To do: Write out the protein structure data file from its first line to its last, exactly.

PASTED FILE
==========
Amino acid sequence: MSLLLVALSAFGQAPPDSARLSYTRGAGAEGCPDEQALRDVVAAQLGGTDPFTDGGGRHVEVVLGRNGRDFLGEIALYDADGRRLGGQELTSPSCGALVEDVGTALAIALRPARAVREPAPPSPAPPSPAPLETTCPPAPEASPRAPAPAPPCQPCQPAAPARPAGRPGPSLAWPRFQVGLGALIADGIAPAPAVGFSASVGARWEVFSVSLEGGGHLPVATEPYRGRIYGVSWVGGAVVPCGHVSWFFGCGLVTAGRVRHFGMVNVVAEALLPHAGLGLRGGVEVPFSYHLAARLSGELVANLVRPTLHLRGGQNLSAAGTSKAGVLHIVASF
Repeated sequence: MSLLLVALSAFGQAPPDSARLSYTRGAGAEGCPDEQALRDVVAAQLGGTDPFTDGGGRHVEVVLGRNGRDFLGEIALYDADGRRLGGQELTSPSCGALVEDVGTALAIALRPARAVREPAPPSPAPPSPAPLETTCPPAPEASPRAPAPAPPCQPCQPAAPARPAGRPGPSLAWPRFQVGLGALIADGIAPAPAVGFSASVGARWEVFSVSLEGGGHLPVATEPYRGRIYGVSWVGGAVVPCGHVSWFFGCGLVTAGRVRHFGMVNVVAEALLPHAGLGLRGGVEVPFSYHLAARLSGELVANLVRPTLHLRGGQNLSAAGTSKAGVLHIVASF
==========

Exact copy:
Amino acid sequence: MSLLLVALSAFGQAPPDSARLSYTRGAGAEGCPDEQALRDVVAAQLGGTDPFTDGGGRHVEVVLGRNGRDFLGEIALYDADGRRLGGQELTSPSCGALVEDVGTALAIALRPARAVREPAPPSPAPPSPAPLETTCPPAPEASPRAPAPAPPCQPCQPAAPARPAGRPGPSLAWPRFQVGLGALIADGIAPAPAVGFSASVGARWEVFSVSLEGGGHLPVATEPYRGRIYGVSWVGGAVVPCGHVSWFFGCGLVTAGRVRHFGMVNVVAEALLPHAGLGLRGGVEVPFSYHLAARLSGELVANLVRPTLHLRGGQNLSAAGTSKAGVLHIVASF
Repeated sequence: MSLLLVALSAFGQAPPDSARLSYTRGAGAEGCPDEQALRDVVAAQLGGTDPFTDGGGRHVEVVLGRNGRDFLGEIALYDADGRRLGGQELTSPSCGALVEDVGTALAIALRPARAVREPAPPSPAPPSPAPLETTCPPAPEASPRAPAPAPPCQPCQPAAPARPAGRPGPSLAWPRFQVGLGALIADGIAPAPAVGFSASVGARWEVFSVSLEGGGHLPVATEPYRGRIYGVSWVGGAVVPCGHVSWFFGCGLVTAGRVRHFGMVNVVAEALLPHAGLGLRGGVEVPFSYHLAARLSGELVANLVRPTLHLRGGQNLSAAGTSKAGVLHIVASF